you are talking of in essence. Your version would be based on Oatmeal,
rather than the rice that is traditionally used.
The starches in the oatmeal first need to be converted to fermentable
sugars. In Sake making this is done with the help of a mould called
Aspergillus Oryzae. This little guy requires a suitable temperature to
carry out the conversion, and does so effectively. You can also buy
commercial enzymes (amylase) that convert starches to fermentable
Then its just a matter of adding the wine or mead yeast, and some extra
honey (if desired) Fermentation is usually quite fast, due to the wide
variety of nutrients available.
The problem is that Sake tastes quite strong.
Mine tasted like Methylated spirits! It might improve with age, but it
is generally held that Sake does not keep well. (not sure why not, the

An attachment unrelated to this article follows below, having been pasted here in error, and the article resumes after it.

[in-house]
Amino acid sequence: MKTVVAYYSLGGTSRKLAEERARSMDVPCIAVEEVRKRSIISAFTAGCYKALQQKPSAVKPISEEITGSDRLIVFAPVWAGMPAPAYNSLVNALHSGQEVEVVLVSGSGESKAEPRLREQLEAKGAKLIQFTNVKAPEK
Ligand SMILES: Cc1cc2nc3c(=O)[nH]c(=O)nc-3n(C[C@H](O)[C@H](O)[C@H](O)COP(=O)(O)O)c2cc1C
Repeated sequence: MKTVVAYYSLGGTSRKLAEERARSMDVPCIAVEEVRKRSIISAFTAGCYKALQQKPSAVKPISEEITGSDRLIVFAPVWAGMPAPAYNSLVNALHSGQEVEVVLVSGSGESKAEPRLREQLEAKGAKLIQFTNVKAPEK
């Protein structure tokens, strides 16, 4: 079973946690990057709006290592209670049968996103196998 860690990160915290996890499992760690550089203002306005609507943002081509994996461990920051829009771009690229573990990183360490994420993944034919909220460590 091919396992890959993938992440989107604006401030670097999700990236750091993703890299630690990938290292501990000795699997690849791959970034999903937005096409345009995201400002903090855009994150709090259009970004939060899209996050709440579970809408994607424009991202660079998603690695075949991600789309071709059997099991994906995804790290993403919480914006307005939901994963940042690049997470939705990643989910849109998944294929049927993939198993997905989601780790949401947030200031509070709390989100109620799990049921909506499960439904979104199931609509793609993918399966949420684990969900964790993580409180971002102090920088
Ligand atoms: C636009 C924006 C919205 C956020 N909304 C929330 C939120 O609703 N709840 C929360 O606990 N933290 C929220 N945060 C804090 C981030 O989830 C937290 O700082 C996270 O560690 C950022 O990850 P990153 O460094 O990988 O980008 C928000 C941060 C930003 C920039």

alcohol level is usually high enough)
Lots of cultures ferment cereals to make alcoholic beverages.You could
give it a shot! It would be an experiment though!
- – definitely no mystical comments after this name! 🙂
From: "David Craft" <David-Craft@craftinsurance.com>
Date: Wed, 12 Dec 2001 12:32:52 -0600
I have just joined this list and have been on the Homebrew Digest for some
time. I have been brewing for about 3 years. I have made three batches of
Mead during this time.
The first was a straight Mead , made with a Sweet Mead yeast. After tasting
(too sweet)I repitched with a Champaigne Yeast, which dried the Mead out
considerably. Too dry, but still very aromatic and alcoholic. Not bad, just